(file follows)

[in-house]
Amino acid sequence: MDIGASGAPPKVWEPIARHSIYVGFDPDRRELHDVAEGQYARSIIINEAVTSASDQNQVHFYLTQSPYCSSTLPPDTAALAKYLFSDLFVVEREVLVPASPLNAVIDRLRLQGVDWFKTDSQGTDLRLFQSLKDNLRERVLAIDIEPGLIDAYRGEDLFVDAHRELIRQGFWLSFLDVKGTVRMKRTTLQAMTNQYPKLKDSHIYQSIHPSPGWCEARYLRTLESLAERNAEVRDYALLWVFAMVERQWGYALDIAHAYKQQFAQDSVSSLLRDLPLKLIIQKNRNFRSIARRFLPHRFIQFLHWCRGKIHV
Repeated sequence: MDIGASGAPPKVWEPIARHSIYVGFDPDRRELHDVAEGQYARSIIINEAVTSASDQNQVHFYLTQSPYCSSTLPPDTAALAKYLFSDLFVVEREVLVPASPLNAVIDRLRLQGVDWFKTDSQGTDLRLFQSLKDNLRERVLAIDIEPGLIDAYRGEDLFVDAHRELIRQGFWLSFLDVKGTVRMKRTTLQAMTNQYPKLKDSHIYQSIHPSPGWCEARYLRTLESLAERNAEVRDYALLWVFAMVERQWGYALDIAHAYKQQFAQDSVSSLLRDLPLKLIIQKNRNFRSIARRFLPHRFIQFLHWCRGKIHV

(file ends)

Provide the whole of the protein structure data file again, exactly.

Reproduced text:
[in-house]
Amino acid sequence: MDIGASGAPPKVWEPIARHSIYVGFDPDRRELHDVAEGQYARSIIINEAVTSASDQNQVHFYLTQSPYCSSTLPPDTAALAKYLFSDLFVVEREVLVPASPLNAVIDRLRLQGVDWFKTDSQGTDLRLFQSLKDNLRERVLAIDIEPGLIDAYRGEDLFVDAHRELIRQGFWLSFLDVKGTVRMKRTTLQAMTNQYPKLKDSHIYQSIHPSPGWCEARYLRTLESLAERNAEVRDYALLWVFAMVERQWGYALDIAHAYKQQFAQDSVSSLLRDLPLKLIIQKNRNFRSIARRFLPHRFIQFLHWCRGKIHV
Repeated sequence: MDIGASGAPPKVWEPIARHSIYVGFDPDRRELHDVAEGQYARSIIINEAVTSASDQNQVHFYLTQSPYCSSTLPPDTAALAKYLFSDLFVVEREVLVPASPLNAVIDRLRLQGVDWFKTDSQGTDLRLFQSLKDNLRERVLAIDIEPGLIDAYRGEDLFVDAHRELIRQGFWLSFLDVKGTVRMKRTTLQAMTNQYPKLKDSHIYQSIHPSPGWCEARYLRTLESLAERNAEVRDYALLWVFAMVERQWGYALDIAHAYKQQFAQDSVSSLLRDLPLKLIIQKNRNFRSIARRFLPHRFIQFLHWCRGKIHV